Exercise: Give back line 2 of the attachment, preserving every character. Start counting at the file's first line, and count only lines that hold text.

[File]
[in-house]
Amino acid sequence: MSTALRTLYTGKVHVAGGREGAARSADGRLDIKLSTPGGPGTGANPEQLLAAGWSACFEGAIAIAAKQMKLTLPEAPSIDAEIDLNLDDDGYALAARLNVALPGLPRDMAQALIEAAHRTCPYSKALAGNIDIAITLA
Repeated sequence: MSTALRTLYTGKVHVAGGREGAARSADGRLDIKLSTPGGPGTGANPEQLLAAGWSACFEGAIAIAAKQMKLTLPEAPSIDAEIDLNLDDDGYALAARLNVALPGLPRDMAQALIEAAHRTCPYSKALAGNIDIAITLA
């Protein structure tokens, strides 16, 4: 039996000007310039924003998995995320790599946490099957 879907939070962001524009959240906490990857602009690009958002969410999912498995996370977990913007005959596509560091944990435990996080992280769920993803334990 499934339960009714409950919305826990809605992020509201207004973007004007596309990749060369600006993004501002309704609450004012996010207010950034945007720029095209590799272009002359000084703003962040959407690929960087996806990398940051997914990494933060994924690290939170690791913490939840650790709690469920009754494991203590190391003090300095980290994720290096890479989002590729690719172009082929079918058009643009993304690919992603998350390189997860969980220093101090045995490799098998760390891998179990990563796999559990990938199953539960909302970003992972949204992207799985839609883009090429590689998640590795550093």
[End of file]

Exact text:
Amino acid sequence: MSTALRTLYTGKVHVAGGREGAARSADGRLDIKLSTPGGPGTGANPEQLLAAGWSACFEGAIAIAAKQMKLTLPEAPSIDAEIDLNLDDDGYALAARLNVALPGLPRDMAQALIEAAHRTCPYSKALAGNIDIAITLA